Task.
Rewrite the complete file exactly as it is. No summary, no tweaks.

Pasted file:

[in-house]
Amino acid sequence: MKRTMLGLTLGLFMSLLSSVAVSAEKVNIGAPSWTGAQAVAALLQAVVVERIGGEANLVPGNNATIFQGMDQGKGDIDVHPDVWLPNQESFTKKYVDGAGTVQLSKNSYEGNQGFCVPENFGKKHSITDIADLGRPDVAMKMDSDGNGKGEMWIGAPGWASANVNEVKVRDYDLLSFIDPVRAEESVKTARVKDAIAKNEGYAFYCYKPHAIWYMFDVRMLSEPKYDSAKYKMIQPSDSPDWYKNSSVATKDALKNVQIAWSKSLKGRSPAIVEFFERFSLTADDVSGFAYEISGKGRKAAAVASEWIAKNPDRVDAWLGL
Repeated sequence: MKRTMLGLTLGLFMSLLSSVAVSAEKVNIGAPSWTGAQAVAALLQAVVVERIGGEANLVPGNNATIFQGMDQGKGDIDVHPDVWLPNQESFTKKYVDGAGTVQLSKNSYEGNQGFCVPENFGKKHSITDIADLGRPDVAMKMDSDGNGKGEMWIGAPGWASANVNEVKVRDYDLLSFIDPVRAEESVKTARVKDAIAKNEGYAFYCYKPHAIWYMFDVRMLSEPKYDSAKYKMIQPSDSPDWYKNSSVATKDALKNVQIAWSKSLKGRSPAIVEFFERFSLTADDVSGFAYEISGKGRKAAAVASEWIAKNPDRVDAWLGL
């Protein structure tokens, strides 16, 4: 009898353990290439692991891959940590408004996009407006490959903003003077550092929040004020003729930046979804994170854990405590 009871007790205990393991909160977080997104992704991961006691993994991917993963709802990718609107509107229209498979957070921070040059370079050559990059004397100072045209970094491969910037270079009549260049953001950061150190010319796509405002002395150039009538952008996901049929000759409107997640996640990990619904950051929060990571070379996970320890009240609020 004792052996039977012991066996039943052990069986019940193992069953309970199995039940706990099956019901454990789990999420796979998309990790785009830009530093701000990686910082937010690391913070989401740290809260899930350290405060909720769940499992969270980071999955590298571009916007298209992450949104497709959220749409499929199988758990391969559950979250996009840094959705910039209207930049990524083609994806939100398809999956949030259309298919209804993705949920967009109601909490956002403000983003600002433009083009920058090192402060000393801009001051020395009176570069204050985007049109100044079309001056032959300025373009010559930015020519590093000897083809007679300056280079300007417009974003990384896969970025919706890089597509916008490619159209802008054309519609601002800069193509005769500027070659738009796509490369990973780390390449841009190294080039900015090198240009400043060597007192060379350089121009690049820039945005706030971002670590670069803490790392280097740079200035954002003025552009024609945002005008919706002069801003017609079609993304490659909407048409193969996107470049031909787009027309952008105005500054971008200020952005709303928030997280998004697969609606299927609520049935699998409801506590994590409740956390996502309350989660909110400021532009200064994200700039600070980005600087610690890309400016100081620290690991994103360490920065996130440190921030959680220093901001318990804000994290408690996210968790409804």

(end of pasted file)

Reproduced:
[in-house]
Amino acid sequence: MKRTMLGLTLGLFMSLLSSVAVSAEKVNIGAPSWTGAQAVAALLQAVVVERIGGEANLVPGNNATIFQGMDQGKGDIDVHPDVWLPNQESFTKKYVDGAGTVQLSKNSYEGNQGFCVPENFGKKHSITDIADLGRPDVAMKMDSDGNGKGEMWIGAPGWASANVNEVKVRDYDLLSFIDPVRAEESVKTARVKDAIAKNEGYAFYCYKPHAIWYMFDVRMLSEPKYDSAKYKMIQPSDSPDWYKNSSVATKDALKNVQIAWSKSLKGRSPAIVEFFERFSLTADDVSGFAYEISGKGRKAAAVASEWIAKNPDRVDAWLGL
Repeated sequence: MKRTMLGLTLGLFMSLLSSVAVSAEKVNIGAPSWTGAQAVAALLQAVVVERIGGEANLVPGNNATIFQGMDQGKGDIDVHPDVWLPNQESFTKKYVDGAGTVQLSKNSYEGNQGFCVPENFGKKHSITDIADLGRPDVAMKMDSDGNGKGEMWIGAPGWASANVNEVKVRDYDLLSFIDPVRAEESVKTARVKDAIAKNEGYAFYCYKPHAIWYMFDVRMLSEPKYDSAKYKMIQPSDSPDWYKNSSVATKDALKNVQIAWSKSLKGRSPAIVEFFERFSLTADDVSGFAYEISGKGRKAAAVASEWIAKNPDRVDAWLGL
């Protein structure tokens, strides 16, 4: 009898353990290439692991891959940590408004996009407006490959903003003077550092929040004020003729930046979804994170854990405590 009871007790205990393991909160977080997104992704991961006691993994991917993963709802990718609107509107229209498979957070921070040059370079050559990059004397100072045209970094491969910037270079009549260049953001950061150190010319796509405002002395150039009538952008996901049929000759409107997640996640990990619904950051929060990571070379996970320890009240609020 004792052996039977012991066996039943052990069986019940193992069953309970199995039940706990099956019901454990789990999420796979998309990790785009830009530093701000990686910082937010690391913070989401740290809260899930350290405060909720769940499992969270980071999955590298571009916007298209992450949104497709959220749409499929199988758990391969559950979250996009840094959705910039209207930049990524083609994806939100398809999956949030259309298919209804993705949920967009109601909490956002403000983003600002433009083009920058090192402060000393801009001051020395009176570069204050985007049109100044079309001056032959300025373009010559930015020519590093000897083809007679300056280079300007417009974003990384896969970025919706890089597509916008490619159209802008054309519609601002800069193509005769500027070659738009796509490369990973780390390449841009190294080039900015090198240009400043060597007192060379350089121009690049820039945005706030971002670590670069803490790392280097740079200035954002003025552009024609945002005008919706002069801003017609079609993304490659909407048409193969996107470049031909787009027309952008105005500054971008200020952005709303928030997280998004697969609606299927609520049935699998409801506590994590409740956390996502309350989660909110400021532009200064994200700039600070980005600087610690890309400016100081620290690991994103360490920065996130440190921030959680220093901001318990804000994290408690996210968790409804």